If we weight all sensors performing a linear regression we score 66%

We calculate the first score, _{cor}, as the Pearson’s r `correlation`

:

$$ r = \frac{cov(x,y)}{\sigma_x \sigma_y} $$

We calculate the `relative difference`

as:

$$ d = 2\frac{\bar{x}-\bar{y}}{\bar{x}+\bar{y}} $$

And the `relative error`

as:

$$ s = 2\frac{\sqrt{\sum (x - y)^2}}{N(\bar{x}+\bar{y})} $$

We have few location where footfall correlates with visitors and we don’t see a clear dependency between scoring and location type.

*boxplot foot_vist*

If we consider daily values activities and footfall don’t correlate at first with reference data.

*performances over sources*

Activities and footfalls have a good correlation.

We perform a regression of measured data versus reference receipts and we calculate the performance over all locations.

The first regressor is country wide, the second is site type specific:

- maps the sensors giving a specific weight (bayesian regressor)
- groups the sensors and sum up the activities for the specific location - performance 10%
- country wide regressor on activity - performance 41%
- location type specific regressor on activity- performace 57%
- country wide regressor on footfall - performance 55%
- location type specific regressor on footfall- performace 68%
- country wide regressor on hybrid - performance 76%
- location type specific regressor on hybrid- performace 76%

*performance over iterations*

We can see that an hybrid model is the best solution to cover 3/4 of the locations.

We have collected and selected many features and we have to simplify the parameter space: *correlation between features*

We select the features which have the higher variance. *relative variance of single features*

We can see that the selected variances are mutally well distributed *mutual distribution of selected features*

We are interested in understanding which time series is relevant for the training of the model. To quantify feature importance instead of using a different model that returns feature importance (like xgboost or extra tree classifier) but might not correspond to the importance of the real model we just retrained the model removing each time one of the feature.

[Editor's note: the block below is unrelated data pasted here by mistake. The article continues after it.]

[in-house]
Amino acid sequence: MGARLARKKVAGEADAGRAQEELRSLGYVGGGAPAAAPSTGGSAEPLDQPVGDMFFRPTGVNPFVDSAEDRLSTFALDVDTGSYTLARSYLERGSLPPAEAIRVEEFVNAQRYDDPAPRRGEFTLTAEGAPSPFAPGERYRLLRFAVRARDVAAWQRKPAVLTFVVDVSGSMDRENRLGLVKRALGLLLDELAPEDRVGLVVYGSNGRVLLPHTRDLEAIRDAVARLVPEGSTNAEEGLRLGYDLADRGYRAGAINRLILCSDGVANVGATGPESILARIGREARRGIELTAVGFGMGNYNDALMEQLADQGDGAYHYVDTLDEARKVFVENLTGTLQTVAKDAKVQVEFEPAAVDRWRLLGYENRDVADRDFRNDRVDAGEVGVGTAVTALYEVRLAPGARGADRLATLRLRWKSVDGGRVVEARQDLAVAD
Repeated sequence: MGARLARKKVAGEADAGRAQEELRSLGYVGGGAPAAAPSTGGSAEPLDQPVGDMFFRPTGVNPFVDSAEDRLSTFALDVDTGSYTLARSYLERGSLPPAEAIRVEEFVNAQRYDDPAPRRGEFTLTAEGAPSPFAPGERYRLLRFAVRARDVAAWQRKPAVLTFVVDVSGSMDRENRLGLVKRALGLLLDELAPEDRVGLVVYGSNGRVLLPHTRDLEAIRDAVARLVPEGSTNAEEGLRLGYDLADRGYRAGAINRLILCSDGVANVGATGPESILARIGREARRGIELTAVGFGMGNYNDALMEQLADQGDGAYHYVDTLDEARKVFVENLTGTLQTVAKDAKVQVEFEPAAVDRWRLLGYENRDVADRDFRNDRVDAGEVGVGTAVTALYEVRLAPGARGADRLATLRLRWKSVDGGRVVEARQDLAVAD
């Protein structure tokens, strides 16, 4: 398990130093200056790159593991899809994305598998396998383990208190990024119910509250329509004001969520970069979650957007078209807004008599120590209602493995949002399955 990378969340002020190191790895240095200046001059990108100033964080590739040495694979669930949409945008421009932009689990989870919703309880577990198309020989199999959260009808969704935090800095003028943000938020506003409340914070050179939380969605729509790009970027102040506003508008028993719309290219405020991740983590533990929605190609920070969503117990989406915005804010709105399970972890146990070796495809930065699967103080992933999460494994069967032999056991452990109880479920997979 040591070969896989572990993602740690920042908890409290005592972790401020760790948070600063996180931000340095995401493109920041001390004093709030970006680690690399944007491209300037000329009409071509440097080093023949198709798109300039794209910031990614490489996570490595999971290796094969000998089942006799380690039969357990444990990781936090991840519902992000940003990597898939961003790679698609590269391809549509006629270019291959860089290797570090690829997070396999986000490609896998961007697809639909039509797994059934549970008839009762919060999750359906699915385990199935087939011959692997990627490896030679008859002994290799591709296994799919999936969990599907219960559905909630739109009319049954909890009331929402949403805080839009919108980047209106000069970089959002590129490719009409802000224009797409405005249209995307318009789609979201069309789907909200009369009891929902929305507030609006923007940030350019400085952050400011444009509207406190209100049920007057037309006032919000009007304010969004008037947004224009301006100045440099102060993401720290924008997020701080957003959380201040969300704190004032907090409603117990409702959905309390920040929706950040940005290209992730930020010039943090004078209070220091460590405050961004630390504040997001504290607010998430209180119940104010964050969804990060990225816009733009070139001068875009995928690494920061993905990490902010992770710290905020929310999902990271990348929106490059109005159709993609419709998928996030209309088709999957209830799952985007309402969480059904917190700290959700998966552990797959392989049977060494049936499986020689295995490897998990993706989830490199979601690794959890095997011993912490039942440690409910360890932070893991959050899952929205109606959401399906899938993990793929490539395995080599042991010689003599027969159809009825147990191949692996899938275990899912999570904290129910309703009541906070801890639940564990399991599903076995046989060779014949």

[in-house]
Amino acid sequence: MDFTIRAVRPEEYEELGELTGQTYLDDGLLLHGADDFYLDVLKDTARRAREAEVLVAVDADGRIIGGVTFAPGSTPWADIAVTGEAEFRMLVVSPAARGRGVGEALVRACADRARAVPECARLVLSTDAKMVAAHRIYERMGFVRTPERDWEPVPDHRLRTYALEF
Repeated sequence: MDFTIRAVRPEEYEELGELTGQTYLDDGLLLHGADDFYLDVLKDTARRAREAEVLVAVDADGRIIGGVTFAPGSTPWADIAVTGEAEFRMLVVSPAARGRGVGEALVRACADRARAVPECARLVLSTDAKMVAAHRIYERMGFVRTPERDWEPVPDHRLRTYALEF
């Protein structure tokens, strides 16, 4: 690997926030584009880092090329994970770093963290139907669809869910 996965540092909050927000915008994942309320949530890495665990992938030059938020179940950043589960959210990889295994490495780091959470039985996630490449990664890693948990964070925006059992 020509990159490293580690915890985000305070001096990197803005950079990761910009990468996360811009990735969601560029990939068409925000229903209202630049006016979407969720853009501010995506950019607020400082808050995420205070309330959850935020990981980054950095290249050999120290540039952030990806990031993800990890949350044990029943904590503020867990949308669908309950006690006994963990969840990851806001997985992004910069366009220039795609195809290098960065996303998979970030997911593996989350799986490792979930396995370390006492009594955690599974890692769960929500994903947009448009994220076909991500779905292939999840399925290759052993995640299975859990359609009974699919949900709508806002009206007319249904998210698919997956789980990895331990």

First we fix pair of locations (one train one test) and we retrain the models without one feature to see how performances change depending on that feature.

*feature importance on performances, fix pair*

If we train on one location and we test on a different random location we don’t have stable results to interpret

*feature importance on performances*

We want to predict the number of visits based on pure geographical data by running a regressor with cross validation

*reference vs prediction*

Now we have to iterate the knowledge over unknown locations.

We use a long short term memory with keras to create a supervised version of the time series and forecast the time series of another location.

We use train_longShort to load and process all the sources.

For each location we take the following time series shifting each series by two steps for the preparing the supervised data set.

*set of time series used*

We can see that in few epochs the test set performance converges to the train set performance.

- Training time: 8 min

*learning cycle*

The test group consists in a random location taken within the same group. We see that performances don’t stabilize over time but rather get worse which depends on the type of location as we can see later.

*score history*

Overall performances are good for relative error and relative difference for correlation we will se that performances are strongly type dependent.

*kpi for fixed validation set*

A fix validation set is not necessary since performances stabilizes quickly over time.

*kpi relative error and relative difference*

Relative error as a regular decay while correlation has a second peak around 0.4

*kpi histograms*

We indeed see that we have good performances on a freestander with drive but the satellite significantly drops overall performances

*kpi distribution per type*